2. Get a good night’s sleep. You might think snoozing is wasting time, but it’s hella important to keep you healthy and focused. Let yourself rest, pals. Be at one with your bed. If you struggle with sleep, you can watch our video here and read our article here on how to perfect the art of zzz.
3. Eat well. We’re not saying go on a diet or to stop eating certain foods or anything, but having good, balanced meals and not loading up on heaps of sugar will help you sleep better and concentrate more. (But let yourself have fun too. You eat that Easter egg. Eat it hard.)
4. Make a plan, even if it’s only a rough one. Now we’ve got the bodily basics out the way, let’s plan. It might sound boring but it’ll keep you in control and allow you enough time for everything – including sleep and catching up with TV. Open Excel and get your colours out.
5. Take breaks, you’re allowed! Revising every minute of every day isn’t healthy for anyone. The breaks are just as important as the revision. Get outside, see your friends, and distract your brain with fun stuff.
6. Share out your subjects. Even though you might be focusing on one subject more than another, revising one thing CONSTANTLY is going to hurt, both your brain and your other grades. Make sure you do revision in bitesized bits. It’ll make it all a *little* more interesting.
7. Make revision fun. It is possible! Who knew? Your teachers may have shown you weird, fancy, seemingly-pointless techniques for revising but they probably work. Revising doesn’t have to be reading books, making notes, and memorising facts. Create a song, or a game, or just do your revision outside with massive bits of paper and coloured pens. (We like colour, have you noticed?)
8. Try out different ways of revising. Not everyone uses the same techniques. Start revising early to give yourself time to try out different strategies. Do what’s best for you.
9. Revise with friends. This is a tricky one, you have to be disciplined. Lay down some rules. 15 minutes of solo revision, 10 minutes chatting, 20 minutes revising together. Test each other. Encourage one another. SHARE COLOURED PENS.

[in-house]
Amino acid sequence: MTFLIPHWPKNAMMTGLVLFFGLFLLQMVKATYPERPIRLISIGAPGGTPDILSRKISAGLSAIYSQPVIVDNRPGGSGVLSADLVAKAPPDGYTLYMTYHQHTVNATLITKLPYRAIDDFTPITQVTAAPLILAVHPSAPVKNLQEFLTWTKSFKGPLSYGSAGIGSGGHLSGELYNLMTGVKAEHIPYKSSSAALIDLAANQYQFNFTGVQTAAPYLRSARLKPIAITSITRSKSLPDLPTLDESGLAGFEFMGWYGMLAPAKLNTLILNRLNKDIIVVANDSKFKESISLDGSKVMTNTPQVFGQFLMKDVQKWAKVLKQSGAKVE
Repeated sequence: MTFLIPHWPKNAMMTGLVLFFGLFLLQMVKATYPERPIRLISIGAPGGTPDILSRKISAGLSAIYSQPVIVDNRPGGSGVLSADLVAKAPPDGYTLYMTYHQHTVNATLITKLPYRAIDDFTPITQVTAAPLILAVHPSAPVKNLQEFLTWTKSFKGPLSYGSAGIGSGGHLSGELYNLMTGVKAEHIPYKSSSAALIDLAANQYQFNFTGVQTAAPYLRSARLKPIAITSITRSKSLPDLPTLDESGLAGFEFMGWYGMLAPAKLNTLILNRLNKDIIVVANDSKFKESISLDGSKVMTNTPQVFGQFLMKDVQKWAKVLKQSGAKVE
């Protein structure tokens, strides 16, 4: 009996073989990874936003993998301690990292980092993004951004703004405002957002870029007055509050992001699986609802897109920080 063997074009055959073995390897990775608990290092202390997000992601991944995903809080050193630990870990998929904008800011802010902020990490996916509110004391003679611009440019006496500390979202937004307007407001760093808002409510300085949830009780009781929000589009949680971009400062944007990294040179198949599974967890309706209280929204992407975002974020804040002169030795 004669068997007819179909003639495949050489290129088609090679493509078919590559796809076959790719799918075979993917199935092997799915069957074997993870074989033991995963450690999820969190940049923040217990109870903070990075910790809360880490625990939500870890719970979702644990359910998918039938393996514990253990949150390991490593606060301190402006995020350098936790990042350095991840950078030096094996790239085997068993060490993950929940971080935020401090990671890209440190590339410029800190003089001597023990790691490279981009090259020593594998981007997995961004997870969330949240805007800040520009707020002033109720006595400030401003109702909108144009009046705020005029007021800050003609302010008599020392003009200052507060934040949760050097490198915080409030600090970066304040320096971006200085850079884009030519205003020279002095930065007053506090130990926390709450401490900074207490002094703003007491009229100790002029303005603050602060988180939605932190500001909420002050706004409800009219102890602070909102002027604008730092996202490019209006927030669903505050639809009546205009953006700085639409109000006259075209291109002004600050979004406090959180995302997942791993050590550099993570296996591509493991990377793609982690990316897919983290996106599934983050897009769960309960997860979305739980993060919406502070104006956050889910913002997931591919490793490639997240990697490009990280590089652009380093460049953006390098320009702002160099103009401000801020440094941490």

10. Go to your school’s revision classes. This is revision handed to you on a plate, no matter how sick of school you are by this point. These classes could be worth it, especially if you struggle to revise at home.
Feeling stressed? Here comes the science bit…
We all get stressed for one reason or another throughout our lives, and a little stress is actually healthy for us. It’s a survival instinct. Fight or flight. But sometimes it can go into overdrive, and it’s only healthy stress if you can manage it.
But before we show you how to manage it, let’s get nerdy. WHY, when dealing with exams, do some people suffer with bad stress and anxiety? What’s happening in their bodies?
*rolls up sleeves and points to EXHIBIT A on flipchart*
There are four main reasons students suffer with exam anxiety, according to psychologist Martyn Denscombe:
1. Thinking about the outcome of exams and what it will affect (university, work, etc).
2. Their self-esteem. Those who think highly of themselves are likely to do better, but young people find it hard to think highly of themselves. Damn society! *shakes fist*
3. Being judged by friends and family.
4. Disappointing teachers.
That’s a recipe for disaster. When these fears kick in and the stress descends, your body releases cortisol, the hormone that throws out the fight or flight response. It causes your heart rate and blood pressure to rise and palms to sweat. Y’know, to regulate your body temperature when you’re running away from that woolly mammoth… (stress hasn’t quite caught up with 2017 just yet).